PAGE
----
Since Russell was reinserted into the starting lineup, he is averaging an impressive 19.4 points and 4.6 assists while shooting 47 percent from three — all major increases from his pre-All Star averages. He sneaks passes through angles that no one else sees, and has learned to use his body and positioning to make up for his lack of elite athleticism.
Russell also relishes the big moments, proclaiming himself to have “ice in my veins” after hitting a dagger three-pointer against the Brooklyn Nets. He’s a star in the making, and he knows it.
Meanwhile, the more reserved Clarkson has also seen his numbers skyrocket to 18.8 points, 4.7 rebounds, and 3.1 assists per game. His unbridled speed is a perfect contrast to Russell’s skill-based approach.
Clarkson’s outside shot has drastically improved, from 31 percent in 2014-2015 to 44 percent since this year’s All Star break. This improved marksmanship has helped open up the floor for both young guards, creating opportunities for absolutely dazzling plays.
Early on, they took many of their cues on the court from Kobe, reacting to whatever he did. Now the dynamic duo dart in and out of the lane, driving and kicking, finding each other for open threes or on cuts to the basket. When they are clicking, it can truly be a thing of beauty.
Neither of them can replace Kobe, but together, they sure are a lot of fun to watch.
Of course, we would be remiss if we discussed the Lakers ability to captivate an audience without mentioning Larry Nance Jr.’s high-flying dunks, who is a constant threat to throw down a vicious slam. Even on the sideline, Nance brings entertainment value, as he has usurped Robert Sacre’s role as the team’s celebration czar.
Together, the young Lakers have been turning heads. They became just the sixth team to defeat the Golden State Warriors this season, setting an NBA record for the biggest upset ever based on win percentage.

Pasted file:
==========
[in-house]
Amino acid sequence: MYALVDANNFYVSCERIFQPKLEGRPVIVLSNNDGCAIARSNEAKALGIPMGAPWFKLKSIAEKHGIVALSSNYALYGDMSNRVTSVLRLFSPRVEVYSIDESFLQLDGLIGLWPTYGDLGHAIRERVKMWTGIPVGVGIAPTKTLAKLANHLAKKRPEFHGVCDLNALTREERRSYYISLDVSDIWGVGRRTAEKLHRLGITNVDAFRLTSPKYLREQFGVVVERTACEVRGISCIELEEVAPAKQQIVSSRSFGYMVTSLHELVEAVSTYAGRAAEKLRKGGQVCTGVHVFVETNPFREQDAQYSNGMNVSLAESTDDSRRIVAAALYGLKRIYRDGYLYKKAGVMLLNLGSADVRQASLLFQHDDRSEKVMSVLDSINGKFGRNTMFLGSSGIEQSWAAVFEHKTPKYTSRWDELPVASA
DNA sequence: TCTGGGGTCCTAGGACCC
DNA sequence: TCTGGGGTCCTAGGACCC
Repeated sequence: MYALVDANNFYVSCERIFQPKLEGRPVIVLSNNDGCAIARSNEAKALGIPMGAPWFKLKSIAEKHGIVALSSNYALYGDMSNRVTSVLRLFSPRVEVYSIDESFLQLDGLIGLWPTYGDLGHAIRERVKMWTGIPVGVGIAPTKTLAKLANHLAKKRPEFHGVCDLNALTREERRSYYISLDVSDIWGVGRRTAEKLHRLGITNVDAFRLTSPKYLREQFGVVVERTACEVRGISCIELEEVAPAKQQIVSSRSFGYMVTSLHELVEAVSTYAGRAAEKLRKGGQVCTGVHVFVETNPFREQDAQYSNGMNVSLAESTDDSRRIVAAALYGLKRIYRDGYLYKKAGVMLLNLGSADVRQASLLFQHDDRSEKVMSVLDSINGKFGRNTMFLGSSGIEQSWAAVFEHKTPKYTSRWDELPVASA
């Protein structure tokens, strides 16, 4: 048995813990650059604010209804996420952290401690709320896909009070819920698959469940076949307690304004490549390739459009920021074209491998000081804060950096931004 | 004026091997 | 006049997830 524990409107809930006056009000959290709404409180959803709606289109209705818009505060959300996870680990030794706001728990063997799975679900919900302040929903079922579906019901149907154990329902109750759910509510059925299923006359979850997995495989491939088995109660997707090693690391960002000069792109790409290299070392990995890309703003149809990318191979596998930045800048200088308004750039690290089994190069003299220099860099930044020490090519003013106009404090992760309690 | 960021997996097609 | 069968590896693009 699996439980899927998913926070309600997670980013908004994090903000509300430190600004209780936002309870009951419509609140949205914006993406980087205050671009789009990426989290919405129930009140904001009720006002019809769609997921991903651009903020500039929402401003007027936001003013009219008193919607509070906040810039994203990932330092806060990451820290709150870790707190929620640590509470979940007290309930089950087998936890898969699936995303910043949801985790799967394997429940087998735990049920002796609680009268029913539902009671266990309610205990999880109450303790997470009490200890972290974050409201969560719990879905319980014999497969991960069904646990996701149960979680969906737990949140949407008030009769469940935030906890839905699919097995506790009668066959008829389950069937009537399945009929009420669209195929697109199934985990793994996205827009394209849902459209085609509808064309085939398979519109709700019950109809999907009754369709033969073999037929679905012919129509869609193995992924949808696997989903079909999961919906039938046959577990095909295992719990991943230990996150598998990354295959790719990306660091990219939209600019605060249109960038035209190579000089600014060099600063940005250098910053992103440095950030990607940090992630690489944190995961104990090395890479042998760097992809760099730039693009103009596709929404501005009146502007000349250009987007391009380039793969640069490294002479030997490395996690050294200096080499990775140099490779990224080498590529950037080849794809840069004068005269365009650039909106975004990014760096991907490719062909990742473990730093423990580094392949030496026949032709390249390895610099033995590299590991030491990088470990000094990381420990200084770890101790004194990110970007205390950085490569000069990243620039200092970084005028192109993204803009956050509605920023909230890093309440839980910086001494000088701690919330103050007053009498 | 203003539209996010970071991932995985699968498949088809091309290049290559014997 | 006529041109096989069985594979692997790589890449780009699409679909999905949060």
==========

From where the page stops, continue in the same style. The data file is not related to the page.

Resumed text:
Bryant played sparingly that night while the kids did most of the damage. He encouraged them from the sidelines, proud of the way they stepped up in the face of overwhelming odds.
The Lakers followed up that performance by throttling the Orlando Magic, this time with Bryant sitting out completely. In that game, Randle, Russell, and Clarkson each scored over 20 points and dominated the court.
“They had the three best players on the floor tonight” – Scott Skiles
Keep in mind that the Magic employ a bevy of young talent themselves, including Victor Oladipo, Aaron Gordon, Evan Fournier, Elfrid Payton, and Mario Hezonja. Skiles’ endorsement is an indicator of what the league is coming to realize: the Lakers young talent is for real.
Of course, these Lakers won’t be picked to win a championship anytime soon, but there is a genuine aura of excitement around them. There is a can’t-miss feel to them, as though looking away for just a moment could mean missing something incredible.
People are beginning to take notice that not only are the young Lakers exciting, they are also a lot of fun. That gives the Lakers momentum heading into the off-season, and something to pitch free agents beyond just the weather and the glitter of Hollywood.
If the basketball gods smile on Los Angeles once again and allow them to keep their draft pick, the Lakers will be in position to get better very quickly with a young, talented group that knows how to put on a show.
There won’t be a dry eye in the house when Kobe Bryant rides off into the sunset, but the future sure looks bright.